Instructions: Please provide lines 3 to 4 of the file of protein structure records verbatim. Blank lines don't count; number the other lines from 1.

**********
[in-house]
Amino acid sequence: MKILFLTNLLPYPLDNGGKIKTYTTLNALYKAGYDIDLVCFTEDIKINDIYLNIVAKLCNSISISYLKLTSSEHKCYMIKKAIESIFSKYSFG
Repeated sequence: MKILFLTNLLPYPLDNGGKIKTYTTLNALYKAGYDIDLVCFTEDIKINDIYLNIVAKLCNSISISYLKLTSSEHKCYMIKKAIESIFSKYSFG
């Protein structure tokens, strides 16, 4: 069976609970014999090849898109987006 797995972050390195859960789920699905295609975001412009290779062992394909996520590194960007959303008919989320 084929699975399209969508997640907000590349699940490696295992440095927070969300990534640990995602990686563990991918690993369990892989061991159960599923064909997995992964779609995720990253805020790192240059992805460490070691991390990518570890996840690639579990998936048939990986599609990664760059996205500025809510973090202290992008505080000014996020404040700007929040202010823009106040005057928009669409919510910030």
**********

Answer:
Repeated sequence: MKILFLTNLLPYPLDNGGKIKTYTTLNALYKAGYDIDLVCFTEDIKINDIYLNIVAKLCNSISISYLKLTSSEHKCYMIKKAIESIFSKYSFG
């Protein structure tokens, strides 16, 4: 069976609970014999090849898109987006 797995972050390195859960789920699905295609975001412009290779062992394909996520590194960007959303008919989320 084929699975399209969508997640907000590349699940490696295992440095927070969300990534640990995602990686563990991918690993369990892989061991159960599923064909997995992964779609995720990253805020790192240059992805460490070691991390990518570890996840690639579990998936048939990986599609990664760059996205500025809510973090202290992008505080000014996020404040700007929040202010823009106040005057928009669409919510910030």